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Short answer: Many stars and other objects beyond the Solar System have proper names, but the vast majority of listed objects have only designations in one or more catalogs, and the vast majory of all the billions or trillions of objects observable with modern instruments have not been listed in any catalog and have no designation. Long Answer: So how many ...


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The rules from the the IAU for official designations are posted neatly here. More casual names, like the Black Widow Nebula, are not standardized, as far as I know. For astronomical objects outside of our own Solar System: the designation of astronomical objects beyond the Solar System should consist of at least two parts — a leading acronym and a sequence ...


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Names are common enough for solar system bodies, but generally stars don't have names, they have identifiers from various catalogues. In the case of Pulsars. they are named by their location in the sky. Just like Earth has longitude and latitude, every point in the sky has a "right ascension" and "declination". Due to the slow movement ...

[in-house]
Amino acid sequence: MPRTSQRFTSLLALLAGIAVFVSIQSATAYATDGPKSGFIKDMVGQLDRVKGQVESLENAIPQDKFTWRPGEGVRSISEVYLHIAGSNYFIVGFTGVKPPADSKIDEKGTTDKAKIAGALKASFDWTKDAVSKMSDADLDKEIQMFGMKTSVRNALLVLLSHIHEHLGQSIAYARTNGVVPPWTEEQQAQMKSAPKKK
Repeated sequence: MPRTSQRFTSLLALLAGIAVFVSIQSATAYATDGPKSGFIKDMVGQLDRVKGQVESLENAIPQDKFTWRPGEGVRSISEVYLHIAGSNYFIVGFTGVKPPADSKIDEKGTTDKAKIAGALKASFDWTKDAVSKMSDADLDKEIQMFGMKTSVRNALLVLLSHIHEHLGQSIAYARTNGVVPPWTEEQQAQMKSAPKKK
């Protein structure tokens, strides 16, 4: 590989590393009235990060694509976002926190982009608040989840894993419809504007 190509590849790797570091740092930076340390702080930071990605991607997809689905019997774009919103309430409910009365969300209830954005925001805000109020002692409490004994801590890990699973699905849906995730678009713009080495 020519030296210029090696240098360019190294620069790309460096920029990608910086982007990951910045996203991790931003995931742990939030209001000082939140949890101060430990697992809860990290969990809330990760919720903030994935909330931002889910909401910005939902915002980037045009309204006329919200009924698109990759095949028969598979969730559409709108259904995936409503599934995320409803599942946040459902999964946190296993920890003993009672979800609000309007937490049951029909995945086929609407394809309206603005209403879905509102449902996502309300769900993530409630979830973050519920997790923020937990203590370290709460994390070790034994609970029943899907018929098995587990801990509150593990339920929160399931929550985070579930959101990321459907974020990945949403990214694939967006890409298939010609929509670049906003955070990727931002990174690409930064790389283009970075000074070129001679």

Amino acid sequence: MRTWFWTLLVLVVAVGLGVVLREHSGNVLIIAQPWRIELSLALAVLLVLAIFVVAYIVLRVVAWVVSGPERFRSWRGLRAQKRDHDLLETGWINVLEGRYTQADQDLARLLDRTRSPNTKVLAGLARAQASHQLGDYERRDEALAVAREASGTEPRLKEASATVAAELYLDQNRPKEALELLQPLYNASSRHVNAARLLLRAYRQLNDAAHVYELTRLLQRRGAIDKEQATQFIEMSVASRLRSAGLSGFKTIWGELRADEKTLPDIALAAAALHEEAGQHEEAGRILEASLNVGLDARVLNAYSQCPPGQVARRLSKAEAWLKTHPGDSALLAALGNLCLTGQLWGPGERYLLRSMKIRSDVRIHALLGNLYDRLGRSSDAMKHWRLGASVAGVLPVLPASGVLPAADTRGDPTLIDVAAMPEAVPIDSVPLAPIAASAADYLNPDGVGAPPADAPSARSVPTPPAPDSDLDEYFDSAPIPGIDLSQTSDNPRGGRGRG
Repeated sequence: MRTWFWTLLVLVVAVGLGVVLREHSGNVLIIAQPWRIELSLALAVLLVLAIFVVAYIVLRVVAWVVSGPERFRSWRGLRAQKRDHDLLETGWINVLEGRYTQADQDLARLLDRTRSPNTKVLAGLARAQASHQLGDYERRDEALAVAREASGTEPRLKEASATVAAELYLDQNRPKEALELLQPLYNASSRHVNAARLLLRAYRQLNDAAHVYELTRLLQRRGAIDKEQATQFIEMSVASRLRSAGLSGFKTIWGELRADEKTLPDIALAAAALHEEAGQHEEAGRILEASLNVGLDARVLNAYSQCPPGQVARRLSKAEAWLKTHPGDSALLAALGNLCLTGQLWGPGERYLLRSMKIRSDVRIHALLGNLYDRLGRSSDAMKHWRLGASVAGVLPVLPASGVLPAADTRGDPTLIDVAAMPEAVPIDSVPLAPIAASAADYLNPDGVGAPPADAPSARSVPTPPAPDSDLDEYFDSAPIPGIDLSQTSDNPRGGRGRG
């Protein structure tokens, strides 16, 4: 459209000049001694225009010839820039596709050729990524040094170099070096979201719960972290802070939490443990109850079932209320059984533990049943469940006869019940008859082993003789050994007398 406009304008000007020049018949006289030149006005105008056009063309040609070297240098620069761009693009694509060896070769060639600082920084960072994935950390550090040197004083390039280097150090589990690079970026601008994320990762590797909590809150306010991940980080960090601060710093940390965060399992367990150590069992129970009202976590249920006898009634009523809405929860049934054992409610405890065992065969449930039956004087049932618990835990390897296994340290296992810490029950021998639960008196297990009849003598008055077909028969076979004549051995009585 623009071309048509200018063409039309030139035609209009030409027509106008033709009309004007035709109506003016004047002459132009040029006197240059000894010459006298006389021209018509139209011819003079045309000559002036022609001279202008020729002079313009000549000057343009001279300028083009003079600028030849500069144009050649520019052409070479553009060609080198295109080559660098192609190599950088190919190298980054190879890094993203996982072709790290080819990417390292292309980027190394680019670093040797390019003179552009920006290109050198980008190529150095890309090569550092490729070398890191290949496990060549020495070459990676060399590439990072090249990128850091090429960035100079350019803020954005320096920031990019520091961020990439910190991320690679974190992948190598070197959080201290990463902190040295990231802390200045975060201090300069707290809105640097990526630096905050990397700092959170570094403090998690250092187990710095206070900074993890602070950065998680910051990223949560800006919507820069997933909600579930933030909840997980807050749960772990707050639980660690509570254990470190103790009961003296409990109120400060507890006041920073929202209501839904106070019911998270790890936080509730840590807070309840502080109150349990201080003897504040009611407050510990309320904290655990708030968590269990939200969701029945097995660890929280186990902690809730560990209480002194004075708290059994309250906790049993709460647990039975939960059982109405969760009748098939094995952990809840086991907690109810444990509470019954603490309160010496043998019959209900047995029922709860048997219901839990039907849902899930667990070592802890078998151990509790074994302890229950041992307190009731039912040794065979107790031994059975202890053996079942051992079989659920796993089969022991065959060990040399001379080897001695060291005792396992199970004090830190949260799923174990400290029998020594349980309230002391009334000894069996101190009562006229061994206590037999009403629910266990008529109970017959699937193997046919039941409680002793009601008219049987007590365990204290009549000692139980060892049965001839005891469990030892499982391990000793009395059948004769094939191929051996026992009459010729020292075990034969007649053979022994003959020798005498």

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Tl;Dr: It is a matter of consideration if you want to call Kuiper belt bodies/Oort cloud bodies "asteroids" or not. Long answer: The Oort cloud defines the cosmographic boundary of the Solar System and the extent of the Sun's Hill sphere and hence it is loosely bound to the Solar System, and thus is easily affected by the gravitational pull both of ...


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I don't have an exact answer, too many factors are involved. If we consider Newtonian orbits, you can have a stable orbit as long as the perihelion is outside the Sun. But by getting closer to the Sun, two other effects start playing a role: tidal interactions and general relativity. I'm not an expert in general relativity, but I know that Mercury is already ...


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